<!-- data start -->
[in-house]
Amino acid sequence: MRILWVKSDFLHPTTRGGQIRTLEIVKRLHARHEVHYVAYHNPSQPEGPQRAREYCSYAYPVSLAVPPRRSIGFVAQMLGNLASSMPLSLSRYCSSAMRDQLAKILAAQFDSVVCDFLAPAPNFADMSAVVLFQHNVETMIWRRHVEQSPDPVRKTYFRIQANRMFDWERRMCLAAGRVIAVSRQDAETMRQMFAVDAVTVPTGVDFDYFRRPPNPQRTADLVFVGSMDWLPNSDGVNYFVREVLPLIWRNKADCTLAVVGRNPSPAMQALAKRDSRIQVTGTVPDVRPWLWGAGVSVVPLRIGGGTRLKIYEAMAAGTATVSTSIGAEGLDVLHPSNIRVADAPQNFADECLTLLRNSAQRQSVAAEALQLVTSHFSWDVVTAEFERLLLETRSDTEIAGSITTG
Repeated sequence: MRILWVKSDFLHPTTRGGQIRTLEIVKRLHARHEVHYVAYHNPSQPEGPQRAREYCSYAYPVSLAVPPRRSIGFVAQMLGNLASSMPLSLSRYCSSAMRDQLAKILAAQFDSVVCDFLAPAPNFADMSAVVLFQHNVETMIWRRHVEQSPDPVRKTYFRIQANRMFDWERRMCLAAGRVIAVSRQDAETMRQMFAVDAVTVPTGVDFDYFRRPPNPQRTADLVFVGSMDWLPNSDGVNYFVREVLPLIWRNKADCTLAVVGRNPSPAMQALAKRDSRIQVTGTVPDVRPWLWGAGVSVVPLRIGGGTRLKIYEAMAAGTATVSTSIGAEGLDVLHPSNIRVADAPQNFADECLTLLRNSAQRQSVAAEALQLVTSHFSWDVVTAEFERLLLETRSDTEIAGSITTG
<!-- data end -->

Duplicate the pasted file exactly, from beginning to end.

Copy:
[in-house]
Amino acid sequence: MRILWVKSDFLHPTTRGGQIRTLEIVKRLHARHEVHYVAYHNPSQPEGPQRAREYCSYAYPVSLAVPPRRSIGFVAQMLGNLASSMPLSLSRYCSSAMRDQLAKILAAQFDSVVCDFLAPAPNFADMSAVVLFQHNVETMIWRRHVEQSPDPVRKTYFRIQANRMFDWERRMCLAAGRVIAVSRQDAETMRQMFAVDAVTVPTGVDFDYFRRPPNPQRTADLVFVGSMDWLPNSDGVNYFVREVLPLIWRNKADCTLAVVGRNPSPAMQALAKRDSRIQVTGTVPDVRPWLWGAGVSVVPLRIGGGTRLKIYEAMAAGTATVSTSIGAEGLDVLHPSNIRVADAPQNFADECLTLLRNSAQRQSVAAEALQLVTSHFSWDVVTAEFERLLLETRSDTEIAGSITTG
Repeated sequence: MRILWVKSDFLHPTTRGGQIRTLEIVKRLHARHEVHYVAYHNPSQPEGPQRAREYCSYAYPVSLAVPPRRSIGFVAQMLGNLASSMPLSLSRYCSSAMRDQLAKILAAQFDSVVCDFLAPAPNFADMSAVVLFQHNVETMIWRRHVEQSPDPVRKTYFRIQANRMFDWERRMCLAAGRVIAVSRQDAETMRQMFAVDAVTVPTGVDFDYFRRPPNPQRTADLVFVGSMDWLPNSDGVNYFVREVLPLIWRNKADCTLAVVGRNPSPAMQALAKRDSRIQVTGTVPDVRPWLWGAGVSVVPLRIGGGTRLKIYEAMAAGTATVSTSIGAEGLDVLHPSNIRVADAPQNFADECLTLLRNSAQRQSVAAEALQLVTSHFSWDVVTAEFERLLLETRSDTEIAGSITTG